Talking to Teachers: The Importance of Communication

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Spencer Larsen, Staff Writer

Picture this, a student finally got home and now it’s 11 p.m. They have an essay due the next morning, and two tests will take place in the afternoon. There is no way they can finish the article and get enough sleep. What should they do? The answer should be obvious; talk with their teacher. However, for some, this may seem daunting.

 

 “If you know you can’t get something in on time, just tell your teacher in class,” said Ms. Crossley, a high school English teacher, “We [teachers] want to help.” If a student is unable to tell the teacher about their late work in class, then they need to at least send them an email. When communicating with teachers through email, keep it formal. Teaching is their job, so your email should be somewhat professional. An informal email can be seen as disrespectful or entitled. In emails to teachers, students should also include their full name, their class period, and the reason they are turning in their work late. Also, be sure to address teachers with their titles (Mr./Mrs). Remember that the teachers are doing you a favor by accepting late work, so students should absolutely not make demands from their teachers.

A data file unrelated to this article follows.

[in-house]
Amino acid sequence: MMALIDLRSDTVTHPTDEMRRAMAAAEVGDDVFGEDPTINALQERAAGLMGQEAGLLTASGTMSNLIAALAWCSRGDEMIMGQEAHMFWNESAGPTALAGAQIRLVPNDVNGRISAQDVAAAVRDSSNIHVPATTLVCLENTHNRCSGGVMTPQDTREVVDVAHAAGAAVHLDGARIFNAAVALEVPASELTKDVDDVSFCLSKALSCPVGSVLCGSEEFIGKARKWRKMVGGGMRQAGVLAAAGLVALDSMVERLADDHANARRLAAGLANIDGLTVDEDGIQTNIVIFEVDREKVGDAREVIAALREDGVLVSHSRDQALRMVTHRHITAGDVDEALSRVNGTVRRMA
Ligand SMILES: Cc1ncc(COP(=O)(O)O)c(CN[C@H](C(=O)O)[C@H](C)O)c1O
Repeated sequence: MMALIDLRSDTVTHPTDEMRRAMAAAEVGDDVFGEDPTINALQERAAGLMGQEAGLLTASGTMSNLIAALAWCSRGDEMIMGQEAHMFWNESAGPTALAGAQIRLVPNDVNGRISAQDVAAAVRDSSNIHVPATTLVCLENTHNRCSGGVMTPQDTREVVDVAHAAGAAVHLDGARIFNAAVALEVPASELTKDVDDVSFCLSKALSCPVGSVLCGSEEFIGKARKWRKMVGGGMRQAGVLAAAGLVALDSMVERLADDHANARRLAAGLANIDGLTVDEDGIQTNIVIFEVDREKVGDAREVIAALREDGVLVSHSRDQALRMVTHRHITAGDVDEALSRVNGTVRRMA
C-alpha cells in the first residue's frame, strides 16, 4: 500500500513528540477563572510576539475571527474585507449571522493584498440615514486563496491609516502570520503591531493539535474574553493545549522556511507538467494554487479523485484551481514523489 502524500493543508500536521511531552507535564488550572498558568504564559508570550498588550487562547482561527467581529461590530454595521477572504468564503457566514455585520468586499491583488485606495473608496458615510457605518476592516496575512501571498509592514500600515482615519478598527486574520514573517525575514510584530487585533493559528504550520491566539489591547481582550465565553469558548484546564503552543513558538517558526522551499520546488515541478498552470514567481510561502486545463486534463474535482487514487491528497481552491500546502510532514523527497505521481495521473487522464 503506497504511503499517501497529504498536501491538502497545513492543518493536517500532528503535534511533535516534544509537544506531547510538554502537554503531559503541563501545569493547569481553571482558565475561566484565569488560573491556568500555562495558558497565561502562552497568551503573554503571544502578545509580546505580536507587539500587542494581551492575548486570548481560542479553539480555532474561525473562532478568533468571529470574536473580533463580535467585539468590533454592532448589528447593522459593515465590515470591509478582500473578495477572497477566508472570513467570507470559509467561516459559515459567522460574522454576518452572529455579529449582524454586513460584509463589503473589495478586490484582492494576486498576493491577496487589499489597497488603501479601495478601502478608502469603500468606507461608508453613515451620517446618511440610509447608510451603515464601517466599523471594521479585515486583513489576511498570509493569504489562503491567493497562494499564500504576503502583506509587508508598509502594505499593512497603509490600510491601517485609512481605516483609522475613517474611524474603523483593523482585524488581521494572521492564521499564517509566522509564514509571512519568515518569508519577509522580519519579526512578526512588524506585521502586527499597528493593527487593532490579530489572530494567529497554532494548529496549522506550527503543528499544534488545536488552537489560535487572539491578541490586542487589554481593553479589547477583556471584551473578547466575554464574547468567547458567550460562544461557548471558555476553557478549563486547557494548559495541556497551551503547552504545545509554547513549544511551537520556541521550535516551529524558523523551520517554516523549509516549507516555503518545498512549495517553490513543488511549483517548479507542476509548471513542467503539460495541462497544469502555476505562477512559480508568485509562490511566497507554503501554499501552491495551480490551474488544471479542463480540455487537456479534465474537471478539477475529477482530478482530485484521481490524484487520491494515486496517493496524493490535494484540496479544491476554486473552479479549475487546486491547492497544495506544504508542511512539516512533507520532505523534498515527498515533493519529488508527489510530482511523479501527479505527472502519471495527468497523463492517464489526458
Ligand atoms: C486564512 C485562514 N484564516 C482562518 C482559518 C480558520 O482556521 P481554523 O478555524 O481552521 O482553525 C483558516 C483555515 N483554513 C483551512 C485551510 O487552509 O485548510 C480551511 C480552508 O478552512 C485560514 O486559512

Teachers don’t want to give students a bad grade, but they will have to if students can’t communicate with them effectively. Good communication between students and teachers is a key factor in the success of students.